This night your life will be demanded of you: The Greek verb, apaiteo, conveys the idea of life as a loan that must be repaid to God upon demand.
The things you have prepared, to whom will they belong: Certainly a man who dies while being “rich in material possessions” is as poor as one who dies with none. Neither has anything material, let alone owns anything. The reflection found in Ecclesiastes 2: 21-23, today’s first reading, is behind this question. The rich man will not know to whom his stored-up goods will go, perhaps to sons who will quarrel over them, as in verse thirteen. He does know one thing though. They will not go to him or with him.
Verse twenty-one b, thus will it be: The rich man gathered treasure for himself, saw life as something one accumulates and then uses for one’s personal pleasure at the service of one’s whim. He really failed to accumulate real wealth, to gather in a harvest of good deeds. In the end, where it really counts, he is seen to be quite poor by eternity’s definition.
What is the connection between greed and death? The passage begins with a dispute among brothers about the distribution of their father’s property. The man’s property, as Ecclesiastes 2: 18-23 says, must go to someone else. We presume the man worked hard to accumulate it. Now he is dead and his sons, whom we presume did not work for it, inherit his “wealth.” However, they cannot agree on whether it is to be preserved intact and mutually enjoyed or whether they should sell it and divide the “spoils.” Greed is not merely the desire to possess, but the desire to control. This has put to death any love between the two brothers. Greed kills love because it seeks to control rather than to enjoy and mutually share. So much for the future consequences of possession of “wealth.” What the two sons inherited was their father’s greed not his love, although we presume the father would have called it love and his inheritance a sign of that “love.” The father looked like a great success. He had it all or so he thought. He had all the angles figured, all his bases covered, or so he thought. Foolishly, he left out the inevitable. His wealth could not prevent that or compensate for it. He was not really in control of anything substantial. His control was temporary and a sham. His greed for goods diverted his attention from teaching and passing on to his sons anything of lasting value. Had he used his wealth to help others in need, used it for good causes, he would have put it to good use. Instead, it has become a cause for hatred between his sons. The man was spiritually dead and spiritually destitute long before his was physically dead. How foolish to admire wealth and those who “have” it! Of course, “wealth” in the story stands not merely for money but for anything we attach our desire to, anything we attribute more worth to than it truly has.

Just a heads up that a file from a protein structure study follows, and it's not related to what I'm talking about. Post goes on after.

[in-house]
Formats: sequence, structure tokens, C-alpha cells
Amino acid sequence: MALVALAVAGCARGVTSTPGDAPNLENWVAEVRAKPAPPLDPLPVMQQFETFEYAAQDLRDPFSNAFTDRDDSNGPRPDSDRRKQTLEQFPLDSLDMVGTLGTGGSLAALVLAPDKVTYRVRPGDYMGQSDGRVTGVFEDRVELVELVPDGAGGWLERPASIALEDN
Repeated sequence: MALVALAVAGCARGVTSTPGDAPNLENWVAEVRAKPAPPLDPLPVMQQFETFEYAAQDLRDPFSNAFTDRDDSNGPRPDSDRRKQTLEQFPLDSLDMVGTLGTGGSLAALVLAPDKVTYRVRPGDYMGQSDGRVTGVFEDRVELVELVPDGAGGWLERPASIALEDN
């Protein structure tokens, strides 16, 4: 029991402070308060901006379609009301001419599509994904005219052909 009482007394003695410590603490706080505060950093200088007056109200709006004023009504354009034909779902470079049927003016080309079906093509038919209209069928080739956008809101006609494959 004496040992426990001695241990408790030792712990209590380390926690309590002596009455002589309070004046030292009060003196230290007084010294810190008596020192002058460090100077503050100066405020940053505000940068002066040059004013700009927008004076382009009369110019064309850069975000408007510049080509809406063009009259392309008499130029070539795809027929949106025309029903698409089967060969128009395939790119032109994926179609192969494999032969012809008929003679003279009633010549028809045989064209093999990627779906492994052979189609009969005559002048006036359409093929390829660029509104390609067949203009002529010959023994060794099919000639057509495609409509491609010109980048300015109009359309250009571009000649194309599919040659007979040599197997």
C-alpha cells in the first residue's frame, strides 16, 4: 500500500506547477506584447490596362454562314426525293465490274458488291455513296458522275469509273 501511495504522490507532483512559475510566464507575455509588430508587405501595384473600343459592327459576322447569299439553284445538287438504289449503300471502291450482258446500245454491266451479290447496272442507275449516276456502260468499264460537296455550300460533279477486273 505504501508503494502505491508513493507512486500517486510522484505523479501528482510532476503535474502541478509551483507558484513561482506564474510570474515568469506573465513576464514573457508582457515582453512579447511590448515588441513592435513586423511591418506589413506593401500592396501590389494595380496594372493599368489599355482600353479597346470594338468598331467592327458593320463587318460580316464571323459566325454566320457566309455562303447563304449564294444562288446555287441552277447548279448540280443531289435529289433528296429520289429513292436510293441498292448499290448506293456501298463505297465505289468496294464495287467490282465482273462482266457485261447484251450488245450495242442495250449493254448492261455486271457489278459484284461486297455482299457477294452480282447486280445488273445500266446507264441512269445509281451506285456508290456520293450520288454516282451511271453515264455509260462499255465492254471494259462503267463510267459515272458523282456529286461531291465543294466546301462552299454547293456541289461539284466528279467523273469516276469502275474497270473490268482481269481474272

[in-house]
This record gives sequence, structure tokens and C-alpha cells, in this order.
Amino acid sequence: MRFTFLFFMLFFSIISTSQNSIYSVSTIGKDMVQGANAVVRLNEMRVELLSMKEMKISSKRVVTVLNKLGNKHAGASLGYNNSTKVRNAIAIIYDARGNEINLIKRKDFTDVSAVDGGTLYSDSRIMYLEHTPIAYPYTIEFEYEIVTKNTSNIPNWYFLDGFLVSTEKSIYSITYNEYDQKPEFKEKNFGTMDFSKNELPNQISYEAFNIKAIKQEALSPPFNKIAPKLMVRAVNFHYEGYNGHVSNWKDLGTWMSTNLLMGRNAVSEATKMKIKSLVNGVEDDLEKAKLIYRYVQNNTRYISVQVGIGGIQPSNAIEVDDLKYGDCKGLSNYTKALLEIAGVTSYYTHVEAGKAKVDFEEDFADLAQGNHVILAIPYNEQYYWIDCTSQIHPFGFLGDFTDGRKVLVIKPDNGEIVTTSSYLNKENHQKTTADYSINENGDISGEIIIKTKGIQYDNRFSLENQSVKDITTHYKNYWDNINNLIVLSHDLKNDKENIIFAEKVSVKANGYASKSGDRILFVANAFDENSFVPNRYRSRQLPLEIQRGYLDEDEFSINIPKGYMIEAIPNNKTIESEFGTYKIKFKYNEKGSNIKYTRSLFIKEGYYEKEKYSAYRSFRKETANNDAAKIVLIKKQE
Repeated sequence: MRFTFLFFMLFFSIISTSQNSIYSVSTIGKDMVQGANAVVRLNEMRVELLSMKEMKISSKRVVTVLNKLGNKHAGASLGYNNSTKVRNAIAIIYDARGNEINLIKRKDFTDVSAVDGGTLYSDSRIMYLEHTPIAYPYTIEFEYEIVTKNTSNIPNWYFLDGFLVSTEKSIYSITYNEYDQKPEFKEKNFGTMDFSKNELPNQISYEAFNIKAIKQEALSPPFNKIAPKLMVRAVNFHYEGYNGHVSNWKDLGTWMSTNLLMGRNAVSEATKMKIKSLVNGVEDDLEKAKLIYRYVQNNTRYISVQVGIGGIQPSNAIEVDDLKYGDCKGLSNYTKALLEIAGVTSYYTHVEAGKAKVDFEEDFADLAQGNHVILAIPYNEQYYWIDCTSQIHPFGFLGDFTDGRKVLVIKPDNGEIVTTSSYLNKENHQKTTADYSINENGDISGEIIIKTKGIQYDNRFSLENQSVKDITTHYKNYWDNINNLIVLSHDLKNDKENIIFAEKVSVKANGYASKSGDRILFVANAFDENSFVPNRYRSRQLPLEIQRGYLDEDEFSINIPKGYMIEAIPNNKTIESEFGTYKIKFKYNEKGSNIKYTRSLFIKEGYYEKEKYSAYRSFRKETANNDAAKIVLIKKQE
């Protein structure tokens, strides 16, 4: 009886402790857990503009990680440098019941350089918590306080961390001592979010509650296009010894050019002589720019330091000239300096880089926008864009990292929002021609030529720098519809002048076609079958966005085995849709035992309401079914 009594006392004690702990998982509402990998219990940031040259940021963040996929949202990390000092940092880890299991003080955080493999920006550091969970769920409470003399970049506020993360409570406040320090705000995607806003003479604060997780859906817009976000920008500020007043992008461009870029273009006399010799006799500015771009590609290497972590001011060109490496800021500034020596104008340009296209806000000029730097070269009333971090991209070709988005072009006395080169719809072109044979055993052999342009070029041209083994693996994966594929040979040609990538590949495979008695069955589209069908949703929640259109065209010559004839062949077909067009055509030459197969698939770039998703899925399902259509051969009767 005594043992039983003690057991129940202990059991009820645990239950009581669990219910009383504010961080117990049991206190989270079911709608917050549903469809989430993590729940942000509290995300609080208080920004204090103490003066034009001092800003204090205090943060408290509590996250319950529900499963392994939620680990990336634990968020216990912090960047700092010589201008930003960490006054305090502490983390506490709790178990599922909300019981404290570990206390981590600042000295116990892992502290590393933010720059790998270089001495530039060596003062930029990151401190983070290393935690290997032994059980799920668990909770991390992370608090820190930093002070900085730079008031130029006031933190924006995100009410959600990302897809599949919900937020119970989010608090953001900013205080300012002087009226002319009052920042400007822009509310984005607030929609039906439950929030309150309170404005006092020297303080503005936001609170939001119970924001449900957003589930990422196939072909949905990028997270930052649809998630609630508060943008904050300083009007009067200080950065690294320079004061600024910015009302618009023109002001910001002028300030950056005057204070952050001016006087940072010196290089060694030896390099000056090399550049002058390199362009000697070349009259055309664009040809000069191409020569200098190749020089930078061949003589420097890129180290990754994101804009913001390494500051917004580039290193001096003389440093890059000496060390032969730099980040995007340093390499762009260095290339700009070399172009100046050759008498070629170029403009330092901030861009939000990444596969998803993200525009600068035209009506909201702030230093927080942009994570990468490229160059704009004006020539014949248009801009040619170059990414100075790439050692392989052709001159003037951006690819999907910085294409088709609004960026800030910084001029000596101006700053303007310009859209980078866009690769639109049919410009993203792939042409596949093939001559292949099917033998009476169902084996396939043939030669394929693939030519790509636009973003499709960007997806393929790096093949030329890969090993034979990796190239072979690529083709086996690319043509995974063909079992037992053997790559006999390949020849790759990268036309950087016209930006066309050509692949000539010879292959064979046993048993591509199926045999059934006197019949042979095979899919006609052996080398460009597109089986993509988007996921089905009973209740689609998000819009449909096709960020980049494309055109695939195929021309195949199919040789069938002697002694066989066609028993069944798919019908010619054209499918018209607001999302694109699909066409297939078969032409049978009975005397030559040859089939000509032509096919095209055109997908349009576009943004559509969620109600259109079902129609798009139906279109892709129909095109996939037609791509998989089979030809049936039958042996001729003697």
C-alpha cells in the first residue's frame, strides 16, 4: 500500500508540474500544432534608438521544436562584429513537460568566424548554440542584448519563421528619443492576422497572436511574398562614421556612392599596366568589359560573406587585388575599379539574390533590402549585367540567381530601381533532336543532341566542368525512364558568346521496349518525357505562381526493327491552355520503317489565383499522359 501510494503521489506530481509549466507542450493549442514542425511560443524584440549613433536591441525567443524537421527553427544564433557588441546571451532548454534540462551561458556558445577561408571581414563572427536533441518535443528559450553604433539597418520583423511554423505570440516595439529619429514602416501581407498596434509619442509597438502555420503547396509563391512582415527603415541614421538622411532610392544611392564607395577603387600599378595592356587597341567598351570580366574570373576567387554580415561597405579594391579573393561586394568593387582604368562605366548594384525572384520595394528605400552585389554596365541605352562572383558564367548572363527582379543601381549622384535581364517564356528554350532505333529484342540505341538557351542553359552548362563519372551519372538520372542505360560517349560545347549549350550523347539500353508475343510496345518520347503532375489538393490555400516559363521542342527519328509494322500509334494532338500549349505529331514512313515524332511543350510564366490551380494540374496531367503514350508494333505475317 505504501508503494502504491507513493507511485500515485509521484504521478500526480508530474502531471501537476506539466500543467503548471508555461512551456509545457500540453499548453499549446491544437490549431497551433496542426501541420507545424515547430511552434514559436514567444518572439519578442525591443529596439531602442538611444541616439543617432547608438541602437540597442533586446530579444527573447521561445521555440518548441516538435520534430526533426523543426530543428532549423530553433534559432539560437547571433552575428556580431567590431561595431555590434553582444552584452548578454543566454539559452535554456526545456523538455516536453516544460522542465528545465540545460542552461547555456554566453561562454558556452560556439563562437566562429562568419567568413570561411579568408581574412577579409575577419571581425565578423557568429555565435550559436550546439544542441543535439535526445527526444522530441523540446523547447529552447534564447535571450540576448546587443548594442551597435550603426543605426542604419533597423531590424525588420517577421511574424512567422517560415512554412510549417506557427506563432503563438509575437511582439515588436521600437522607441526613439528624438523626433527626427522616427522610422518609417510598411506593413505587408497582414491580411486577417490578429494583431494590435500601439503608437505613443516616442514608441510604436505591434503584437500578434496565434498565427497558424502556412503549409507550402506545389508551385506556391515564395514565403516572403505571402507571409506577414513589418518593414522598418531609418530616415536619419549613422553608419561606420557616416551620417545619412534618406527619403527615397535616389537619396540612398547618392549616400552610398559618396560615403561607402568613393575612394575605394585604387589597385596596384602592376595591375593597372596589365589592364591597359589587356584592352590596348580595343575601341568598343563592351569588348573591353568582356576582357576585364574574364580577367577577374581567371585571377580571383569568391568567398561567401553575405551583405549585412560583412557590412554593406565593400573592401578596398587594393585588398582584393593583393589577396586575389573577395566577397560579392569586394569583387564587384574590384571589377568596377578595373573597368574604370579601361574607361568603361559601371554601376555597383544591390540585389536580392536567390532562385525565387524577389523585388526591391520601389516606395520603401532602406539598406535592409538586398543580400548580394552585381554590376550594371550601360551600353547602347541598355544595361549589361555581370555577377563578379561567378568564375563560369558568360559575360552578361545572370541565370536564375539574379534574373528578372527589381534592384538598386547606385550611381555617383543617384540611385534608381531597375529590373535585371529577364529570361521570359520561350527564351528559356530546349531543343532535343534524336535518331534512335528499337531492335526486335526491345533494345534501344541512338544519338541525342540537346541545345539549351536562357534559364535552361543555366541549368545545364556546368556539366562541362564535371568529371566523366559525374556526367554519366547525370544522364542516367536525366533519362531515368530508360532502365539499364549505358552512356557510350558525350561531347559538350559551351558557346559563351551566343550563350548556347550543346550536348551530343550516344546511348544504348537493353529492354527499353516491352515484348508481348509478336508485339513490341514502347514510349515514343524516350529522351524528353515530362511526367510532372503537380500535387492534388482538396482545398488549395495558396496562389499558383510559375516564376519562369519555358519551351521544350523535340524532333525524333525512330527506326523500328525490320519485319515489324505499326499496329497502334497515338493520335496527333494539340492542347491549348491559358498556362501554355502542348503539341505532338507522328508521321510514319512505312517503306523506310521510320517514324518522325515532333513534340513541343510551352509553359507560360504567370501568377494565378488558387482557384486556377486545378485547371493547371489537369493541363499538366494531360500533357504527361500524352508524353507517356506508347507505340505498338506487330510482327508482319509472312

Jesus saw and evaluated everything from the viewpoint of eternity. Money, land, possessions have no value in that light. It is a distortion of truth- as God sees it- to impose a value on such things, a value they do not have in and of themselves. The word Jesus uses for “greed” means “the desire to have more.” Desire, as such, is not evil or wrong. Desire is recognition of need. We, as humans, are needy, incomplete, not self-sufficient. But only God can fill that need. And Jesus condemns attaching that desire to something that cannot fill it, something less than God, but treated as God should be treated, pursued as God should be pursued, loved as God should be loved. Thus, the desire to be more, become more is right and good; the desire to have more is wrong, a distortion. We become “more” by loving more not by acquiring and using more. As the old formula goes: Love people and use things rather than love things and use people. Jesus warns us to “guard against greed in all its forms.” He means that we are not to attach this good desire for the divine, uncreated, onto something less than divine, even something the divine has created and considers good. Anything created, good in itself, is just not good enough as an object of worship. It will not deliver because it cannot, will not fulfill because it cannot. That is why greed, the desire for more, can never get enough, is insatiable, that is impossible to satisfy, ultimately unfulfilling, and why the greedy person always needs more of what ever the object of greed might be focusing upon at the time.